Millennials won’t have their grandparents’ retirement

By Megan Nichols

Attention fellow millennials: You and I are facing a retirement that is likely going to be longer than our parents’ and grandparents’ and will involve more uncertainties. In general, we will have to pay more for our retirement out of personal savings than previous generations. Not to mention the fact that life expectancies continue to increase and job stability has been declining.

Megan Nichols, HFG Trust

Megan Nichols,
HFG Trust

In the not-so-distant past, it was the norm to work for one company for 30 years, then retire with a pension and retiree health benefits. These benefits, coupled with Social Security, made retirement planning fairly straightforward. With some uncertainty around what Social Security will look like for us in 30 years and pensions and retiree health benefits going by the wayside, the fact is that retirement funding will require more preparation on our part and will be more complex than for earlier generations.

Retirement planning can feel daunting, but following some basic rules will greatly improve your chances of success.

Starting early really makes a difference. The earlier you start saving, the less you actually need to save overall to reach your objective. This is thanks to the power of compounding.

Be a consistent saver, even if it means starting small. Small investments become larger investments over time.

Example No. 1: Mary starts early, saves $1,200 per year for 10 years ($12,000 total) and earns 8 percent per year. She stops contributing and keeps the money invested for another 20 years. At the end of 30 years, she has $81,026. Jeff, on the other hand, starts late. He does not save for the first 10 years, then contributes $1,200 for 20 years ($24,000 total) and earns 8 percent per year. His balance in 30 years is $54,914. In other words, he saved $12,000 more than Mary did, but because he waited, he ended up with $26,111 less.

Take advantage of company sponsored retirement plans, such as a 401(k) plan. You should always contribute at least enough to get the full match if the company offers one—otherwise you are leaving money on the table!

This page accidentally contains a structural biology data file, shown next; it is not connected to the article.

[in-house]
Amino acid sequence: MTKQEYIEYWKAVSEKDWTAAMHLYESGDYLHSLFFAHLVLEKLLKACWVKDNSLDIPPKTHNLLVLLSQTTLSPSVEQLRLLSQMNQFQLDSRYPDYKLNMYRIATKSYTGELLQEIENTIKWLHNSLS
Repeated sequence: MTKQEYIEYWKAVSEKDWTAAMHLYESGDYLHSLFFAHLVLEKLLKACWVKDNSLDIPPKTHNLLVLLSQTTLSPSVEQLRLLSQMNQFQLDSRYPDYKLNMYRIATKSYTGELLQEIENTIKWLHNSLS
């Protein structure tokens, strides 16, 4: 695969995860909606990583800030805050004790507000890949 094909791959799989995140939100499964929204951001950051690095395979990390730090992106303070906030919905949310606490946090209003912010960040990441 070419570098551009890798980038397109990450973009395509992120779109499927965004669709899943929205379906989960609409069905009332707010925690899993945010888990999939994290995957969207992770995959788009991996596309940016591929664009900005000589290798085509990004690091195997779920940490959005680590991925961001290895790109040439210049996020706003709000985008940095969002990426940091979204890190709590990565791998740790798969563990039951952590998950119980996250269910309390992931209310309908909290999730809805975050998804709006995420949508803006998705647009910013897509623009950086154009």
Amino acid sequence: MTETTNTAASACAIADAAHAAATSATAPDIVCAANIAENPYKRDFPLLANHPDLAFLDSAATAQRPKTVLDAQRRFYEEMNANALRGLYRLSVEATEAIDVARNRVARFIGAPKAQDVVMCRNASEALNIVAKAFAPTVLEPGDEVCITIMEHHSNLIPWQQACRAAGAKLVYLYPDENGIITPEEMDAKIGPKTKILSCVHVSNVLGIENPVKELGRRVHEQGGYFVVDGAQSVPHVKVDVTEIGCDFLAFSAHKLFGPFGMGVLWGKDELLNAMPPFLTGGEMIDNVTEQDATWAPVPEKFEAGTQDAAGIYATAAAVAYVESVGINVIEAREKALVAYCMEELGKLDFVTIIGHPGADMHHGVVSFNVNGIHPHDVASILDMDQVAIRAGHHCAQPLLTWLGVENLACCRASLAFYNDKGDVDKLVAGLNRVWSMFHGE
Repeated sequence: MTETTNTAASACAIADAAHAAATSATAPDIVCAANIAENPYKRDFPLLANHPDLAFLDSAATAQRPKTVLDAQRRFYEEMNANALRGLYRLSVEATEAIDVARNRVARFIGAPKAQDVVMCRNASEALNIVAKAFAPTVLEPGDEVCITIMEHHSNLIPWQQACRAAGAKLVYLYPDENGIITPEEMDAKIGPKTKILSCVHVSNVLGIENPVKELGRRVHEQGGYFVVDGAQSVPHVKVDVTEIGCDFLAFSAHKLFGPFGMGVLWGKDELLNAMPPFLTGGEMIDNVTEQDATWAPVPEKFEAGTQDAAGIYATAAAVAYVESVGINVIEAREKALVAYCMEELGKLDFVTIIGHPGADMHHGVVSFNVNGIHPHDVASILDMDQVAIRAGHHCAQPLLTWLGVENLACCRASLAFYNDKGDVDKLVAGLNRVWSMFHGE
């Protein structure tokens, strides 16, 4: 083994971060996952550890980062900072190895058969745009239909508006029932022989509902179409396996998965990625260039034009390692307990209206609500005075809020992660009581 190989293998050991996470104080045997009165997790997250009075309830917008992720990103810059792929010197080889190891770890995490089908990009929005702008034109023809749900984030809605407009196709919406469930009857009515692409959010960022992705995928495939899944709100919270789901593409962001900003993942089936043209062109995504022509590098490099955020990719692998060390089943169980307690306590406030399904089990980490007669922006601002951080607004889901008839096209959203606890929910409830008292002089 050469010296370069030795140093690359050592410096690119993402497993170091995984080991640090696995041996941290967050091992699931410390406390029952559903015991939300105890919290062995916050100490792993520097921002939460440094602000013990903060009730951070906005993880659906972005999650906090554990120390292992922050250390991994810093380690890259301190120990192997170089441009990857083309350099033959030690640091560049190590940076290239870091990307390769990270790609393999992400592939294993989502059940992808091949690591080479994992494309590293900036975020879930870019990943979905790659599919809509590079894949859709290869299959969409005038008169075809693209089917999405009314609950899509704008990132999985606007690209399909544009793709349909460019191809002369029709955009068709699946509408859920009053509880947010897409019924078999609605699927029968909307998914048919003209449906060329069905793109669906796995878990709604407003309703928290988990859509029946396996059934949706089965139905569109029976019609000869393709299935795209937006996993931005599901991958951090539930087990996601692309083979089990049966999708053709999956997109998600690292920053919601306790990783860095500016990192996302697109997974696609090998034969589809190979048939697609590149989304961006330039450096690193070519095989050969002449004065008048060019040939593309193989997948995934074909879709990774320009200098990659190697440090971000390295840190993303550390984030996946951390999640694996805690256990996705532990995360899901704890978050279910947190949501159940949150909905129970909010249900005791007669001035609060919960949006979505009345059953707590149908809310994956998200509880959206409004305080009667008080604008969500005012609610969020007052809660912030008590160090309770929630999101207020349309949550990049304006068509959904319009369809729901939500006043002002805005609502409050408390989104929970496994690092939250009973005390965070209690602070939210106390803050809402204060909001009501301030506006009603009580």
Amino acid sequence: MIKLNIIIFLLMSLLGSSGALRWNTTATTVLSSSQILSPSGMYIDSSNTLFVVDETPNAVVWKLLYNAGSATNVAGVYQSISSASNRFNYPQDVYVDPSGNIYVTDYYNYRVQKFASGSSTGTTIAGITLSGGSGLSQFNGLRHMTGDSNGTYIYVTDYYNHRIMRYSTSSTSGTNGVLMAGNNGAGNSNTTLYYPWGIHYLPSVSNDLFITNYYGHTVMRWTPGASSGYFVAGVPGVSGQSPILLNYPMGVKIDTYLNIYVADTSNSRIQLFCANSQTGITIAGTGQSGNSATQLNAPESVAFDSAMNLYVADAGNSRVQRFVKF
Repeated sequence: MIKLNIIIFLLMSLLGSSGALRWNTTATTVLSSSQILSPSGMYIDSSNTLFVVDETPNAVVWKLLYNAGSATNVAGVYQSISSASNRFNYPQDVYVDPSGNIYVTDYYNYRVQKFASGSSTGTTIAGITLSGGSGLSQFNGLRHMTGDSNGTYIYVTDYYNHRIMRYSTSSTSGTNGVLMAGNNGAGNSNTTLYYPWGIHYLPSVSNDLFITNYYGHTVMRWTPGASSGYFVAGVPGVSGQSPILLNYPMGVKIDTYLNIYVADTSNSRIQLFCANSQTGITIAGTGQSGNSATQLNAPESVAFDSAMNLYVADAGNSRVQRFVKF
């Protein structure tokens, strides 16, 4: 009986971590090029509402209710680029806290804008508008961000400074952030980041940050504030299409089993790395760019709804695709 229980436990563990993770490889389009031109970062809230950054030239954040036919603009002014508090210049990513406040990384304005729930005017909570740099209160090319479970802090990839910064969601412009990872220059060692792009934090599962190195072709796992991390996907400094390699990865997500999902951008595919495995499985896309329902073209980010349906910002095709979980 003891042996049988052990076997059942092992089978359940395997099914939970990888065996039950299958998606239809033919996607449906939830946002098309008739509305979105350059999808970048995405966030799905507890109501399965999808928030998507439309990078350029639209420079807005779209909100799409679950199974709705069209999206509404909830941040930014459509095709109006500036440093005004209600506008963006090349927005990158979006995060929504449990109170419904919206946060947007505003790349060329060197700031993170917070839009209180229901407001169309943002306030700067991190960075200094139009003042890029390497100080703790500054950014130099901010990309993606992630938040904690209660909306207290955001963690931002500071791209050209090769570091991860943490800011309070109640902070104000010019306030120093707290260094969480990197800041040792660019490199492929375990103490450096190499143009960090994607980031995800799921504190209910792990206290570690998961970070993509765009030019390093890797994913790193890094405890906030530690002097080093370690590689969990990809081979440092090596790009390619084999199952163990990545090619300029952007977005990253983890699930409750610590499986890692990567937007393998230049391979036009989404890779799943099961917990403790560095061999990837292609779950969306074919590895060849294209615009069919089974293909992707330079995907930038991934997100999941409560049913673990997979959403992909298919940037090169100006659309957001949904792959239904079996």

Example No. 2: Sue’s employer offers a 401(k) and matches up to 4 percent of her salary. If she makes $50,000 for the year, that is $2,000 in free money. Assuming 2 percent annual wage increases, over 30 years with an 8 percent annual return that amounts to $275,043 in additional savings.

If the company you work for does not have a retirement plan, save in an IRA or Roth IRA. Saving in a Roth while you are young and in a lower tax bracket is advantageous.

Do not withdraw retirement savings—ever! If you leave a job (as many millennials will do before retirement), roll your old retirement plan into an IRA. Do not think, “it’s only a few thousand dollars, it won’t make a difference anyway.” That is wrong.

Example No. 3: Gary has $5,000 in an old 401(k) plan. If he leaves it invested for 30 years and earns 8 percent per year, the account will grow to $50,313. If Gary rolls the account into an IRA and simply adds an additional $1,000 per year (about $83 per month) during that time, he will have $163,597 after 30 years.

Increase your contributions over time. As your income grows, so too should the amount you are saving.

Example No. 4: If Gary (Example No. 3) started with an additional $1,000 per year but increased his contributions by 10 percent each year (so, $1,100 in year two, $1,210 in year three, and so on) he will have $419,651 at the end of 30 years.

Invest heavily in equities (stocks) while you are young and let it ride. Because time is on our side, we can withstand market volatility. Do not panic if your investments drop—this is just part of investing. Over time, investing in equities will give you the highest return potential. Remember that you are combating inflation—which has averaged around 3 percent since the early 1900s.

Visit a financial planner. Many planners will consult with you, at no cost, to help point you in the right direction. Finding and maintaining a relationship with an advisor can help keep you on the right path and alleviate stress and uncertainty. My advice is to find a fiduciary advisor, not a product salesperson (fee-only being the gold standard). is a great resource.

Retirement is the largest expense that you and I will face in our lifetimes. While it is true that the burden lies heavier on us than on generations before, there is hope. We have time on our side. Starting small, staying disciplined and receiving sound and consistent guidance along the way is the recipe for success.

Megan Nichols is certified financial planner with HFG Trust in Kennewick. 

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